Frantic efforts to avoid real or imagined abandonment. Note: Do not include suicidal or self-mutilating behavior covered in.
A pattern of unstable and intense interpersonal relationships characterized by alternating between extremes of idealization and devaluation. This is called “splitting.”
Identity disturbance: markedly and persistently unstable self-image or sense of self.
Impulsivity in at least two areas that are potentially self-damaging (e.g., spending, sex, substance abuse, reckless driving, binge eating). Note: Do not include suicidal or self-mutilating behavior covered in.
Recurrent suicidal behavior, gestures, or threats, or self-mutilating behavior.
Affective instability due to a marked reactivity of mood (e.g., intense episodic dysphoria, irritability, or anxiety usually lasting a few hours and only rarely more than a few days).
Chronic feelings of emptiness.
Inappropriate, intense anger or difficulty controlling anger (e.g., frequent displays of temper, constant anger, recurrent physical fights).
Transient, stress-related paranoid ideation or severe dissociative symptoms.
1. People will not understand you.
Or your diagnosis. If you tell a friend you have Borderline Personality Disorder, I guarantee that, if they’re not a psych major or a fellow member of the Krazy Klub, they’ll mention “Girl, Interrupted,” Jodi Arias, or that football guy. I’ve even heard, “Oh… like Glenn Close from Fatal Attraction?” And they step away from you ever-so-slowly. Hell no. Just because we have BPD does not mean we are inherently evil, future murderers, or out to get you, my pretties, and your sexy boyfriends, too! The media, medical community, and even the very researchers that have written about BPD have contributed to the negative stigma attached to the Borderline diagnosis. Most of this is fueled by misinformation. What most people don’t realize about people with BPD is that above all else, we just want to be loved, understood, and respected. We want to be happy and healthy, just like the rest of you freaks.
2. What feels right at first is usually wrong, wrong, wrong.
Your natural reactions to stressful events tend to exacerbate the stress of that event. Borderlines often feel the most extreme version of a feeling. A fight with the bf/gf can almost instantly send you into a head-exploding rage or a major, debilitating depression – either he/she is the Anti-Christ / Torturer of You 4Ever / User & Abuser Extraordinaire, or you just destroyed the best and only relationship your sorry ass will ever have and omghowfuckingstupidareyou and you’re never going to find someone that loved you the way that he/she loved you and so you have no reason to live and maybe you should just text them and ask them to forgive you– pleasepleasepleaseOMGyou’lldoANYTHING! It’s okay to feel extreme. It’s not okay to recklessly act on those extreme feelings. Certain therapies (CBT, DBT) are great for identifying and extinguishing chaotic, seemingly uncontrollable emotions when they arise before they cause you to use That-Professor-Who-Criticized-You’s email address to sign them up for a tentacle porn website’s email updates or tell a good friend who forgot your birthday that it’s fine, really, you knew they didn’t give a shit about you anyway.
3. Sometimes you’re the villain.
After finding out you have BPD, it’s necessary to review your life, particularly those times when you felt wronged. Some of those “So-and-So fucked me over royally” moments from your past suddenly seem to have new meaning. The first time it happened to me, it felt like when a game-changing piece of evidence surfaced on a Law & Order episode and the whole nature of the crime had consequently changed. Except I was both the unknowing audience and the criminal the audience had never suspected.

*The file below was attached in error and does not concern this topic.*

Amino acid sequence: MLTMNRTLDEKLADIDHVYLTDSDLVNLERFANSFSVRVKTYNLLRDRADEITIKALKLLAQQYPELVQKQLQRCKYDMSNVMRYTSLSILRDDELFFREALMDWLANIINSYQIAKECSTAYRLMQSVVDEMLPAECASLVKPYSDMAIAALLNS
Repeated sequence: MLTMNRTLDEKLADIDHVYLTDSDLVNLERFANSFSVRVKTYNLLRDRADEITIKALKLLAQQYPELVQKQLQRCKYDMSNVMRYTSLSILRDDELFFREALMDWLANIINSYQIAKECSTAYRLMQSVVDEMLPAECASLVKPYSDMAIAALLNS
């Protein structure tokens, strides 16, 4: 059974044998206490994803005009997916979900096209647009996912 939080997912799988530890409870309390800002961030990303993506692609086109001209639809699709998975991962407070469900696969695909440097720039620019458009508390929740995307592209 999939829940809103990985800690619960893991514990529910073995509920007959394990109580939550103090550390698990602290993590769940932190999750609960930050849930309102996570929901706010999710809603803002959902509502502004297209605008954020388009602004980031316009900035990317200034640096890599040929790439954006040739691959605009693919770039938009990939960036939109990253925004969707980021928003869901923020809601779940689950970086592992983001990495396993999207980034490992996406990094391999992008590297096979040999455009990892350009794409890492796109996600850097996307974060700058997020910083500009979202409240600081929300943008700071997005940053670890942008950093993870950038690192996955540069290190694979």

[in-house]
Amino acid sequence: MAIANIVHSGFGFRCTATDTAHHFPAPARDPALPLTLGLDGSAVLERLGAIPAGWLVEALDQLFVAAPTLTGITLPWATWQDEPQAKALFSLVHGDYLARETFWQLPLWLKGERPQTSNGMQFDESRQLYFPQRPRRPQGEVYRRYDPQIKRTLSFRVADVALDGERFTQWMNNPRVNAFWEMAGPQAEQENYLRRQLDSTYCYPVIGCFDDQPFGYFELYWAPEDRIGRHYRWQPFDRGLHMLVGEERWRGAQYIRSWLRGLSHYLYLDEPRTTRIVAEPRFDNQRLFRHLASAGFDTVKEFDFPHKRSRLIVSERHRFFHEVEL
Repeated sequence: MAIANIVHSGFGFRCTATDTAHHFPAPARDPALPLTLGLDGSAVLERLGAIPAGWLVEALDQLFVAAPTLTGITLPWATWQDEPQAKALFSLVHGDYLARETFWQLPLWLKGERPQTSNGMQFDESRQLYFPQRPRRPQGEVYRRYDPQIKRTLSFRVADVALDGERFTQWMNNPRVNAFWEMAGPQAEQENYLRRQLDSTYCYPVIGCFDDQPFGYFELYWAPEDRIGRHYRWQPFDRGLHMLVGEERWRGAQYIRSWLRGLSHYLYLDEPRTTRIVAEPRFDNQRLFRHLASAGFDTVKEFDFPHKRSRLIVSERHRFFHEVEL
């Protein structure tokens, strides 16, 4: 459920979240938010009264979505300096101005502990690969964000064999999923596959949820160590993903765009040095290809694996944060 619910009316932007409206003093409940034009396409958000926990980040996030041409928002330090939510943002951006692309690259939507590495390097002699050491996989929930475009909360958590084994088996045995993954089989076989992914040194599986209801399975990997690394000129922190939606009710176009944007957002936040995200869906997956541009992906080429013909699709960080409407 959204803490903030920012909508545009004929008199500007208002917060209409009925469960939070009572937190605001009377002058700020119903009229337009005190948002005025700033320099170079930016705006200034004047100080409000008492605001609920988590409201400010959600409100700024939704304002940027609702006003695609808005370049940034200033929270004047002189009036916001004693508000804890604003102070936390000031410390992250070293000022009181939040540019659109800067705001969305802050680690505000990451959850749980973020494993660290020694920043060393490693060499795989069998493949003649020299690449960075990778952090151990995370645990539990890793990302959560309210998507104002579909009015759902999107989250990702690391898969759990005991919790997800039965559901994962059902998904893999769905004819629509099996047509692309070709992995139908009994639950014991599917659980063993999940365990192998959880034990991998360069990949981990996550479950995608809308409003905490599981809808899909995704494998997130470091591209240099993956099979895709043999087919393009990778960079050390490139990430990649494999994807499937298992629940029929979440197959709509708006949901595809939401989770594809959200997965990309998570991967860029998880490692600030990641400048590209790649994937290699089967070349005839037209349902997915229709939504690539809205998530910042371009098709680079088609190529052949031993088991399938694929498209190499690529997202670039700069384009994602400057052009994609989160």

Did my best friend actually betray me by calling the cops after I told her I was suicidally depressed in order to get her attention, or was she genuinely concerned for my life and did what she thought was best? Did my boyfriend really break up with me because he never cared about me, never loved me, and always hated me, or was it because I drove him away with my incessant accusations fueled by the fear of those accusations being true?
These new realizations about some of the most painful moments in your life can be bitter pills to swallow, but those pills are the medicine that will help you get better.
4. You have a love/hate relationship with your diagnosis.
Your life has most likely been, well, hellish. Finally knowing what your role is in the insufferable pain you feel (and sometimes cause) can be a massive relief. One of the most helpful practices for improving your life after you’ve been accurately diagnosed is consistent therapy with a professional you trust and to be 100% honest with them about your life. That can be super fucking hard to do at first. Therapy flipped my whole shit upside down. I used to truly, madly, deeply believe that I was the victim in almost every situation, completely justified in taking from someone who I thought didn’t deserve what I wanted, and I felt it was normal to constantly require praise because that was how I’d learned to value myself as a human being.
After years of therapy, when I find myself daydreaming about that cute-ass bartender I’ve had a couple dates with and suddenly feel the overwhelming urge to text him a craaaazy amount of times just to reassure myself that he’s still into me and I’m still worthy of being liked, I am able to stop myself. As a teenager, that was nearly impossible. Now I can catch myself before I let the batshit-bullshit torpedo out of my brain and subsequently scare people away that I’m trying to befriend or love. Once you recognize that a thought or behavior is a manifestation of your disorder and not how you actually want to act/feel/think, it’s easier to be in get your shit together.
5. You’ve got some extra baggage.
Statistically, you’re more likely to also be an alcoholic, cutter, habitual shoplifter, gambler, pill-popper, frequent overdrafter, Adderall sniffer, reckless driver, dope-copper, or compulsive woo-hoo’er. You’re more likely to eat way too much, way too little, or be an active member of the double-finger diet club like I was for a near-decade.
Many of us are hard-wired for impulsivity; we experience intense, unbearable emotions and have—err—differently-abled “stop and go” receptors in our brains that are fucking terrible at their job, which is to remind us about things like how binge-drinking at a party where you don’t know anyone will make you feel less anxious in the short term, until you get so shit-canned that you become “That Hot Mess at that Party Last Night” and you don’t remember what you did or who you backed dat ass up on or when that humiliating Facebook photo was taken or why the hell you now have two mismatched black boots that are clearly different brands, sizes, and styles.